When the scientists in New York unpacked the first crate-loads of dune rock from the Gobi, it was clear a dinosaur missing link had been found. The new dinosaur’s name was a tribute to Andrews’s leadership: Protoceratops andrewsi, “Andrews’s ancestral horn-face.” …
Ptotoceratops and its close relatives must have swarmed over Asia, because their bones and nests of eggs are the commonest dinosaur fossils found in the widespread dune beds. But not one Protoceratops has ever been reported from the rich beds of the American Judith and Laramie Deltas. …
The horned-dinosaur story shows how paleontologists can trace the major evolutionary events. Rarely do fossils yield a complete evolutionary sequence from mother to daughter to granddaughter species. Evolution is too bushy to permit such a straightforward story, too full of side branches. As clans evolved, the ever-branching species spread over the continents. Since fossils come from a few small areas, it is impossible to follow every stage of an evolutionary line. But it’s possible to make out an overall progression of uncles and nieces, even when parent-daughter sequences cannot be found. 13
In other words, the fossil evidence suggested that the horned dinosaurs were created fully-formed. But rather than draw the obvious conclusion, they considered it “an evolutionary puzzle.”
They could not find any evidence of ancestral horned dinosaurs in North America; but they did find some similar creatures in Asia that were “less advanced”. (Of course the notion of “less advanced” presupposes evolution.) So they named them “protoceratops” and believe, without any evidence at all, that they migrated from Asia to North America where they evolved so rapidly into triceratops that they didn’t leave any fossil trace. Meanwhile, the protoceratops that stayed in Asia didn’t evolve. Furthermore, there isn’t a sequence from mother to daughter. But there are lots of funny "uncles" and "nieces" that he claims as evidence that there must have been a progression.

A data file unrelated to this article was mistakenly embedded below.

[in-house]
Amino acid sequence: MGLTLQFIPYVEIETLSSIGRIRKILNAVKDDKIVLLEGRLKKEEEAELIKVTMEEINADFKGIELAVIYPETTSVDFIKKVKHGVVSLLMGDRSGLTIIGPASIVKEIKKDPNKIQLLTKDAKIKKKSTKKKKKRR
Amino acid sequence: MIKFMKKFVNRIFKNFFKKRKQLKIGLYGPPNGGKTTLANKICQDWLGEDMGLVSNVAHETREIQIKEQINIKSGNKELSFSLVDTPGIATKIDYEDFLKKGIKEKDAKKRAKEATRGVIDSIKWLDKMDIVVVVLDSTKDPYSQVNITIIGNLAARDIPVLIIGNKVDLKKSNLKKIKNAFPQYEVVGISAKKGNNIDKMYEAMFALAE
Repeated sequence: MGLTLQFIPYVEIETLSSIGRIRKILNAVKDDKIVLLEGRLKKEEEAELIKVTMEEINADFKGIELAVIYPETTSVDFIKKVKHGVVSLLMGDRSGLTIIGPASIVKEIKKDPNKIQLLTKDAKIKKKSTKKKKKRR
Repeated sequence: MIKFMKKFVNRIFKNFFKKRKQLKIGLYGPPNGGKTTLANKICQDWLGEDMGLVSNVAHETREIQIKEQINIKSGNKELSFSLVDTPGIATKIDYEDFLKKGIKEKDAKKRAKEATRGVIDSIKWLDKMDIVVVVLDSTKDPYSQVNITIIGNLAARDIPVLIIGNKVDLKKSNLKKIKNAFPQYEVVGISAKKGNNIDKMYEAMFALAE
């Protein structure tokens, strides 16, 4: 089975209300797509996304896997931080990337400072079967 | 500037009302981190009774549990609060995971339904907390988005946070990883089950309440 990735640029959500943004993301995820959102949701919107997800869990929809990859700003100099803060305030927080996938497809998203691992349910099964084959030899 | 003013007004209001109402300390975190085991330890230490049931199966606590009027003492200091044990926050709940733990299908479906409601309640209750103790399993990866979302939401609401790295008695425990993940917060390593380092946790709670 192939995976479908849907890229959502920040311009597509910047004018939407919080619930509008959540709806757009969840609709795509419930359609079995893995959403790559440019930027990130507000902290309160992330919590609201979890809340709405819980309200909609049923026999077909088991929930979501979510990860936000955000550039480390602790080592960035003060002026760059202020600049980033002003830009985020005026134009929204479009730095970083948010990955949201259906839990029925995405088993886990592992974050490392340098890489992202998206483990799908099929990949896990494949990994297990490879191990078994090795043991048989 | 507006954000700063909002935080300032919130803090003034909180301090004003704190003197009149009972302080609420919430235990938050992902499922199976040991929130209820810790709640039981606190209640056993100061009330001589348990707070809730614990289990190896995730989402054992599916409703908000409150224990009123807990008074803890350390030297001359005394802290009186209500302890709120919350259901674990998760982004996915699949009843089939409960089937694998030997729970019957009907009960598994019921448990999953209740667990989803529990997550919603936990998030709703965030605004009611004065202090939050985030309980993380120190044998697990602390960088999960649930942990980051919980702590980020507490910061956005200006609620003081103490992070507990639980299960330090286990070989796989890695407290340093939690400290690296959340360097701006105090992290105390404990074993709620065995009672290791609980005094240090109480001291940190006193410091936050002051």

He sees in the fossils what he wants to see. One can see a cloud that looks like a horse, but that doesn’t mean clouds evolved from horses, or vice versa. Evolution is in the eye of the beholder. He sees fossils that he admits don’t show an evolutionary sequence, yet he can “make out an overall progression … even when parent-daughter sequences cannot be found.”
Bakker knows how speculative and contradictory the orthodox evolutionary stories are. If everyone else knows how flimsy the evidence is for dinosaur evolution, they will be more receptive to his new story. So, he lets lots of cats out of the bag. The vast majority of the book consists of example after example of how the fossil evidence does not fit with the theory of evolution at all. Here is a small sample of things that scientists know about problems with the theory of evolution, but like to keep quiet. We present them without comment, and encourage you to read the whole book to find these statements in context, and see how many other similar statements there are.
Both groups [ankylosaurs and dome-headed dinosaurs] seem to have followed the wrong evolutionary path--their teeth are smaller, weaker, and less tightly packed than in the ancestral early beaked dinosaurs.
The Golden Age of the finbacks is, however, a sobering discovery for scientists who believe in the principle of extreme uniformitarianism. This theory insists that the evolutionary processes work the same way at all times. But there has never been another age of finbacks to compare with the Early Permian. And why this episode in the evolution of body organization should have remained unique is one of the great unsolved mysteries in the history of life. 15
Duckbills trace their lineage back to a gazelle-dinosaur; a small, long-legged, fast runner like Dryosaurus from Como. Dryosaurus possessed relatively longer toes than its duckbill descendants and thus might have paddled better. But according to the orthodox theory, Dryosaurus was strictly terrestrial in its habits, a confirmed landlubber, while the shorter-toed duckbills were supposedly committed to a watery life style. This paradox demands further scrutiny. Evolutionary processes are supposed to alter adaptations so that their possessors become better fitted to their new environments. But duckbills became progressively shorter-toed and therefore progressively worse adapted for paddling, the very habit they were supposedly evolving toward. 16